Celebrating the Cooperative Spirit in Wisconsin


Oftentimes we use words without really thinking about what they mean.  Co-op is one of those words.  Many of us shop at a co-op, get our insurance from a co-op, and even depend on a co-op for our electricity and internet access.  One in three Americans is a member of a cooperative of some kind.  It is easy to take them for granted.  We shouldn’t.


I will be in Barron on October 4th helping kick off “October is Cooperative Month” with the members and employees of the Barron Electric Cooperative.  I look forward to celebrating and honoring the important role cooperatives play in our daily lives.


Cooperatives build communities, increase value in them through their collaborative efforts, and offer a diverse selection of products and services. Traditional forms like farming and electric cooperatives reduce costs for individuals to maximize services and returns, while new models like senior housing cooperatives present exciting and unique opportunities for members in a community.


Cooperatives are being formed to meet the needs for health care, social services, child care and transportation. Where government services or private enterprise aren’t able to fully meet community needs, cooperatives have arisen to fill those gaps.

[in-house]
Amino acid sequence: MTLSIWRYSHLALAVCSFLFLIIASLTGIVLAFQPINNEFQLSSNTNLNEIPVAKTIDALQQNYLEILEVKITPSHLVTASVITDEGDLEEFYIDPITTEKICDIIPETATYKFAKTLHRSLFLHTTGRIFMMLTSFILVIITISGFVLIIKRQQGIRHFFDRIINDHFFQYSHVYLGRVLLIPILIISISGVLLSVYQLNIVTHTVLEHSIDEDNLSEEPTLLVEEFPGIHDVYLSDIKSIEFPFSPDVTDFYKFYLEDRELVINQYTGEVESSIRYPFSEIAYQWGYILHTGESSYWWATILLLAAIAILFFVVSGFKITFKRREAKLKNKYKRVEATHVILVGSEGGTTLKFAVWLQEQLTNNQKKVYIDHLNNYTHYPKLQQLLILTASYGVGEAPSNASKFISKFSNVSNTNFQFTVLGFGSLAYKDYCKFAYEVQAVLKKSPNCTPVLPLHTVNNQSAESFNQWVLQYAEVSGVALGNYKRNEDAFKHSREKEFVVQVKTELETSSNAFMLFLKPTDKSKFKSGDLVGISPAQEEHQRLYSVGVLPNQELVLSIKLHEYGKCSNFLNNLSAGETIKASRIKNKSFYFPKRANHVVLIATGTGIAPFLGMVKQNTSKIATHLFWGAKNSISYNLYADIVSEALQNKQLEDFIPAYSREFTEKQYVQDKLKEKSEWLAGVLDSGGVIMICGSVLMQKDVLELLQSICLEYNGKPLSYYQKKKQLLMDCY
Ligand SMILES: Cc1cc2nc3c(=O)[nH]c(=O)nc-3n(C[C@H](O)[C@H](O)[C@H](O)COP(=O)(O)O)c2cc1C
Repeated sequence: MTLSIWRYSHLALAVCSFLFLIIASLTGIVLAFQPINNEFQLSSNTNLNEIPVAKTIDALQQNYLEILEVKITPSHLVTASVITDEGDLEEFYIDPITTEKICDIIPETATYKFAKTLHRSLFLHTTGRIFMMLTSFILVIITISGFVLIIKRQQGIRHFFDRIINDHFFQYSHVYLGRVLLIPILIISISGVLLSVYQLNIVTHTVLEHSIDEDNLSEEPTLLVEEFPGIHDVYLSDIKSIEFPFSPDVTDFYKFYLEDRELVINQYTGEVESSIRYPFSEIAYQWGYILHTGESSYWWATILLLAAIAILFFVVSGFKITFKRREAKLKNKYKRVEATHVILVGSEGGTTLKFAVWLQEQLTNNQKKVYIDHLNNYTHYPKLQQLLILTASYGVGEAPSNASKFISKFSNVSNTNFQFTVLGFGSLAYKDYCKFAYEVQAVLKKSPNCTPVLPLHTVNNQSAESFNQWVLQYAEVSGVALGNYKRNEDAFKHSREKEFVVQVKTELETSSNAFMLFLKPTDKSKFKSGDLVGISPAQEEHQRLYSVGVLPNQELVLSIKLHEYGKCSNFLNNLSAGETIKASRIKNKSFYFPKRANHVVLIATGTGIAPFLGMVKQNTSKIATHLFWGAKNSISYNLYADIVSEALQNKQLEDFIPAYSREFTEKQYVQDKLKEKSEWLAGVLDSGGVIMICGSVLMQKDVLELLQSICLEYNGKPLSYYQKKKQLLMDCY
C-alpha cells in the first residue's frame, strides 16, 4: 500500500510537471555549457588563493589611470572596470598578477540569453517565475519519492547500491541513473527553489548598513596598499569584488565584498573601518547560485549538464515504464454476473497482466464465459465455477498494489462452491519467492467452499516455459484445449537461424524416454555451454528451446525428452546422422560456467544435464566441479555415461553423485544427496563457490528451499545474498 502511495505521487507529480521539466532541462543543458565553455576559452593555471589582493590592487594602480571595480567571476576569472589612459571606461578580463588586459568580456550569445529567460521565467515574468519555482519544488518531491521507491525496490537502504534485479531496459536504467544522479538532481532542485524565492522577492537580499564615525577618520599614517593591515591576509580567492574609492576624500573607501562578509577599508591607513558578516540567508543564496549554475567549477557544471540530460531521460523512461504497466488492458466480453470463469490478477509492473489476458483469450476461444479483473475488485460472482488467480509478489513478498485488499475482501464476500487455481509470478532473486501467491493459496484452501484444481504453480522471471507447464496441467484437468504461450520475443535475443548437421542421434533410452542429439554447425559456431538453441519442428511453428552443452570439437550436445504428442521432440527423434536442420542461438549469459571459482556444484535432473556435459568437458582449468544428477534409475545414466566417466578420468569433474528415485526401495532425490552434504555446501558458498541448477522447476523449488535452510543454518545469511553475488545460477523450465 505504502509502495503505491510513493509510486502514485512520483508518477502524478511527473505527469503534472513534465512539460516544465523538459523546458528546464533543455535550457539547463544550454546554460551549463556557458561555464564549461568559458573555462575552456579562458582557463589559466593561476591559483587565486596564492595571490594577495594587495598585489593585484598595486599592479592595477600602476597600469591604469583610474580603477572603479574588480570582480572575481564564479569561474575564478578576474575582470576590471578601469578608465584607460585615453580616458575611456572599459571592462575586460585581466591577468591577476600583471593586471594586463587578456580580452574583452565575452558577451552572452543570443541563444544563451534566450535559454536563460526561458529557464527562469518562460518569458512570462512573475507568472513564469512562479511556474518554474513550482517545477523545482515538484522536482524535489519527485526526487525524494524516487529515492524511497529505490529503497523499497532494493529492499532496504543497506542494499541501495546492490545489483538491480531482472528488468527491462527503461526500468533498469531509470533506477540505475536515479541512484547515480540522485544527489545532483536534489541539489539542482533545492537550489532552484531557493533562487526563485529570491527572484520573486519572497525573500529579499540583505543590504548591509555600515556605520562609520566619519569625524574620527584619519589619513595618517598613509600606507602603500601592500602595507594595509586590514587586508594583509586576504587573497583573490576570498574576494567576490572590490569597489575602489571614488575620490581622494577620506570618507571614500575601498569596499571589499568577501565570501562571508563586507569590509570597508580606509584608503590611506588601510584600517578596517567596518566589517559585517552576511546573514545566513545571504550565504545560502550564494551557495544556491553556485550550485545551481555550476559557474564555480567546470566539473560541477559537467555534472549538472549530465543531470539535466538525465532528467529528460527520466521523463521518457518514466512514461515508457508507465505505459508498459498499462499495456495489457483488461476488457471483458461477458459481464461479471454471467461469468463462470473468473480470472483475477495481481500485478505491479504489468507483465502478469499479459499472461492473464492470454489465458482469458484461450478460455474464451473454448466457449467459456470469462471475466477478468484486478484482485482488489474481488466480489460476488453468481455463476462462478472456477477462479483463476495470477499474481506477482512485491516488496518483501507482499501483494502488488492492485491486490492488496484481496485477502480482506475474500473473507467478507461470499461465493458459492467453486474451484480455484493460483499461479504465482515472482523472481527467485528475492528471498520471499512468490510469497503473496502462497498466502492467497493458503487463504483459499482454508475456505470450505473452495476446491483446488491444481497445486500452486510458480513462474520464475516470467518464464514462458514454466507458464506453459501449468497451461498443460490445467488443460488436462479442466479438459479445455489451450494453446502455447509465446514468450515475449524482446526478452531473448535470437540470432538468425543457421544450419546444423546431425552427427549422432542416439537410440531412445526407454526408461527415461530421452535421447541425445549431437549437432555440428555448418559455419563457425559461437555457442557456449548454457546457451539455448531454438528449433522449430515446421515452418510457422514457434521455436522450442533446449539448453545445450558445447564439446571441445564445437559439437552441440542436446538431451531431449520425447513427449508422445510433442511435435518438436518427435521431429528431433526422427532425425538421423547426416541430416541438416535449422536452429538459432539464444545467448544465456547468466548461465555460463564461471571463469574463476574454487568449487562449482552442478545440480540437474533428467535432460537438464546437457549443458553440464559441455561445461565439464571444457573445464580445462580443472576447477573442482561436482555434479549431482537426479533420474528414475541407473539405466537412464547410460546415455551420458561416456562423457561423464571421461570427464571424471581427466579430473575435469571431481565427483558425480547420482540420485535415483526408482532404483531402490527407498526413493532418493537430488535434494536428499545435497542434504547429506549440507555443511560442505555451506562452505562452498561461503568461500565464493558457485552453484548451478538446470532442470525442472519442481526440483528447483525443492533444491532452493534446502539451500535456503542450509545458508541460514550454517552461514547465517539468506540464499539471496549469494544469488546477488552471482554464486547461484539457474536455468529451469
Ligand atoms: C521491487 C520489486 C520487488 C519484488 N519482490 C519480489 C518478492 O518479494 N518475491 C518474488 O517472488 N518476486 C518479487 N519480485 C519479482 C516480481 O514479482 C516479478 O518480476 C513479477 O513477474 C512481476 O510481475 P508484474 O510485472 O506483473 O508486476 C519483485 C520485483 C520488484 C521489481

The co-ops that we have come to rely on would not be possible without the support of everyone in the community, members and non-members alike.  Northern Wisconsin is better for the existence of the cooperatives. They generate local jobs, reinvest profits locally, pay local taxes, and provide maximum benefits to their members, who equally own and control them.

I spent a lot of time thinking about cooperatives this session.  The legislature debated and passed a bill updating the primary statutes governing cooperatives.  It had been almost 40 years since a comprehensive review of these laws had been completed and I was proud to support it.  The bill was the result of many discussions within the Wisconsin Cooperative community, including the Cooperative Network, which is committed to protecting and promoting Wisconsin’s cooperative businesses and their shared principles.


Unlike corporations, co-ops are member owned and operate for the mutual benefit of those members.  There are many different types of cooperatives operating in this state and the hope is that by updating our laws, we can encourage even more types to form and thrive.  What works for a dairy or farm credit cooperative may not work for a grocery, housing or health care cooperative.  The changes will encourage increased cooperative activity in the state by expanding the options available to the many organizations dedicated to operating cooperatively.


In Northern Wisconsin, cooperatives have been a vibrant part of our community for over a hundred years, demonstrating what we can do when we work together.  That’s something worth celebrating!